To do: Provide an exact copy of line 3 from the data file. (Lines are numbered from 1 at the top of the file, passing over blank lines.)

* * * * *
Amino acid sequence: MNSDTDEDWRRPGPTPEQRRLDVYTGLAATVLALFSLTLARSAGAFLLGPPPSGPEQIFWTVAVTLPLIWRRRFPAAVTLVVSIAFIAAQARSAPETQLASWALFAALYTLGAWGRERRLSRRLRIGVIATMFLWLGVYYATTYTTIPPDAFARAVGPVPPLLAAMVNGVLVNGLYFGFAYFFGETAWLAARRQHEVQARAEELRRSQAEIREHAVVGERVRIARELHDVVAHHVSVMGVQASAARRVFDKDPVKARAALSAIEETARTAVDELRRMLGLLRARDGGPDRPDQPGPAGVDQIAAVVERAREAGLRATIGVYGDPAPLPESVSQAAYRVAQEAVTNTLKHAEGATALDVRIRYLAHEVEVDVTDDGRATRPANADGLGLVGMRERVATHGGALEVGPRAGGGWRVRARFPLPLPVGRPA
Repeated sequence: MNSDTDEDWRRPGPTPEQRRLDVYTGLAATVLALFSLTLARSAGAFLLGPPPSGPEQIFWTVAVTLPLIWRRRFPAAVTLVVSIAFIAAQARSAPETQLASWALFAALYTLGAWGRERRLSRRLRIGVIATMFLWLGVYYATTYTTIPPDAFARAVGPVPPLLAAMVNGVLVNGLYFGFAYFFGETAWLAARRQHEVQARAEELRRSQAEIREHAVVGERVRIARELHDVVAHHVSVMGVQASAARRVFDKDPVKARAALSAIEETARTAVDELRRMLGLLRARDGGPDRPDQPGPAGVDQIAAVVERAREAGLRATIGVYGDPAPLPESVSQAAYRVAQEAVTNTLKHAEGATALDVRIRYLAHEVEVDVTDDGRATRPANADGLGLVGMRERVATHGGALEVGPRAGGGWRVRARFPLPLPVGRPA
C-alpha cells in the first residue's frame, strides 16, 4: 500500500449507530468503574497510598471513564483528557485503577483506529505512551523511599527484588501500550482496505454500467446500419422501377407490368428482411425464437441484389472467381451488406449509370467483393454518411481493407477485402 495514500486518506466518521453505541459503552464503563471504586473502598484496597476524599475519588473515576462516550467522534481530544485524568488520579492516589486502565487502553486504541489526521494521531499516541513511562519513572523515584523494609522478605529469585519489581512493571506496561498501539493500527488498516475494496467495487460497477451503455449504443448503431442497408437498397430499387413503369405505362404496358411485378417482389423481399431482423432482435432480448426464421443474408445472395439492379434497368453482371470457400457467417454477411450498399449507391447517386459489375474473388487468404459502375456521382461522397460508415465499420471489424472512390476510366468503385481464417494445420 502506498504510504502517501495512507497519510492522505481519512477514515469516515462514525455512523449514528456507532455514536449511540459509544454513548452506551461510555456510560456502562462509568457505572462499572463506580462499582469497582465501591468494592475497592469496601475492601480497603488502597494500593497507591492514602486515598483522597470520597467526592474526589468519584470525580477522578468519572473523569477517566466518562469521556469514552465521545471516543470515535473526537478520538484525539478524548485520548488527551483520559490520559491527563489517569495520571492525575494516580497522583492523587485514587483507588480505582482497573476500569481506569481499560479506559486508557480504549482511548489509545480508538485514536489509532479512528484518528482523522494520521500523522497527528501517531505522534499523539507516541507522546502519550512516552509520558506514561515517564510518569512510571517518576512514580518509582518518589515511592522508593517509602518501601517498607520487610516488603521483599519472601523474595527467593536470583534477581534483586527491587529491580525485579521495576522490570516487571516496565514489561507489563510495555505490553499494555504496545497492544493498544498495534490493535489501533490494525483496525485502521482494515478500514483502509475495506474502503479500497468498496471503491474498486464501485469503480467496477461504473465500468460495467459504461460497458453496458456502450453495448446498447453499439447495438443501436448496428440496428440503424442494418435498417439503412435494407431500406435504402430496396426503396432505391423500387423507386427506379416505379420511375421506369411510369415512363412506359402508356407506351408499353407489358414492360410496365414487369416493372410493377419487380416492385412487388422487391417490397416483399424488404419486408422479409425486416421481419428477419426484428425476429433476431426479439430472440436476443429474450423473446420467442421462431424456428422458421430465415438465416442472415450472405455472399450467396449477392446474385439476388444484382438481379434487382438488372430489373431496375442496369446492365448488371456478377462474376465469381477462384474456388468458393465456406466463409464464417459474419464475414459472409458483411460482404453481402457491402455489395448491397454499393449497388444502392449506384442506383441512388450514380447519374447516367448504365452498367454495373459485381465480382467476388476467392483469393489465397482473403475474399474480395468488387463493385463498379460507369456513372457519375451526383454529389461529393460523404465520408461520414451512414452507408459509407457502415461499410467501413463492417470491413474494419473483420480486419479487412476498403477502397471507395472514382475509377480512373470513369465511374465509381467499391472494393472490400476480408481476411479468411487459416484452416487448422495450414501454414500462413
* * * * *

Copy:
C-alpha cells in the first residue's frame, strides 16, 4: 500500500449507530468503574497510598471513564483528557485503577483506529505512551523511599527484588501500550482496505454500467446500419422501377407490368428482411425464437441484389472467381451488406449509370467483393454518411481493407477485402 495514500486518506466518521453505541459503552464503563471504586473502598484496597476524599475519588473515576462516550467522534481530544485524568488520579492516589486502565487502553486504541489526521494521531499516541513511562519513572523515584523494609522478605529469585519489581512493571506496561498501539493500527488498516475494496467495487460497477451503455449504443448503431442497408437498397430499387413503369405505362404496358411485378417482389423481399431482423432482435432480448426464421443474408445472395439492379434497368453482371470457400457467417454477411450498399449507391447517386459489375474473388487468404459502375456521382461522397460508415465499420471489424472512390476510366468503385481464417494445420 502506498504510504502517501495512507497519510492522505481519512477514515469516515462514525455512523449514528456507532455514536449511540459509544454513548452506551461510555456510560456502562462509568457505572462499572463506580462499582469497582465501591468494592475497592469496601475492601480497603488502597494500593497507591492514602486515598483522597470520597467526592474526589468519584470525580477522578468519572473523569477517566466518562469521556469514552465521545471516543470515535473526537478520538484525539478524548485520548488527551483520559490520559491527563489517569495520571492525575494516580497522583492523587485514587483507588480505582482497573476500569481506569481499560479506559486508557480504549482511548489509545480508538485514536489509532479512528484518528482523522494520521500523522497527528501517531505522534499523539507516541507522546502519550512516552509520558506514561515517564510518569512510571517518576512514580518509582518518589515511592522508593517509602518501601517498607520487610516488603521483599519472601523474595527467593536470583534477581534483586527491587529491580525485579521495576522490570516487571516496565514489561507489563510495555505490553499494555504496545497492544493498544498495534490493535489501533490494525483496525485502521482494515478500514483502509475495506474502503479500497468498496471503491474498486464501485469503480467496477461504473465500468460495467459504461460497458453496458456502450453495448446498447453499439447495438443501436448496428440496428440503424442494418435498417439503412435494407431500406435504402430496396426503396432505391423500387423507386427506379416505379420511375421506369411510369415512363412506359402508356407506351408499353407489358414492360410496365414487369416493372410493377419487380416492385412487388422487391417490397416483399424488404419486408422479409425486416421481419428477419426484428425476429433476431426479439430472440436476443429474450423473446420467442421462431424456428422458421430465415438465416442472415450472405455472399450467396449477392446474385439476388444484382438481379434487382438488372430489373431496375442496369446492365448488371456478377462474376465469381477462384474456388468458393465456406466463409464464417459474419464475414459472409458483411460482404453481402457491402455489395448491397454499393449497388444502392449506384442506383441512388450514380447519374447516367448504365452498367454495373459485381465480382467476388476467392483469393489465397482473403475474399474480395468488387463493385463498379460507369456513372457519375451526383454529389461529393460523404465520408461520414451512414452507408459509407457502415461499410467501413463492417470491413474494419473483420480486419479487412476498403477502397471507395472514382475509377480512373470513369465511374465509381467499391472494393472490400476480408481476411479468411487459416484452416487448422495450414501454414500462413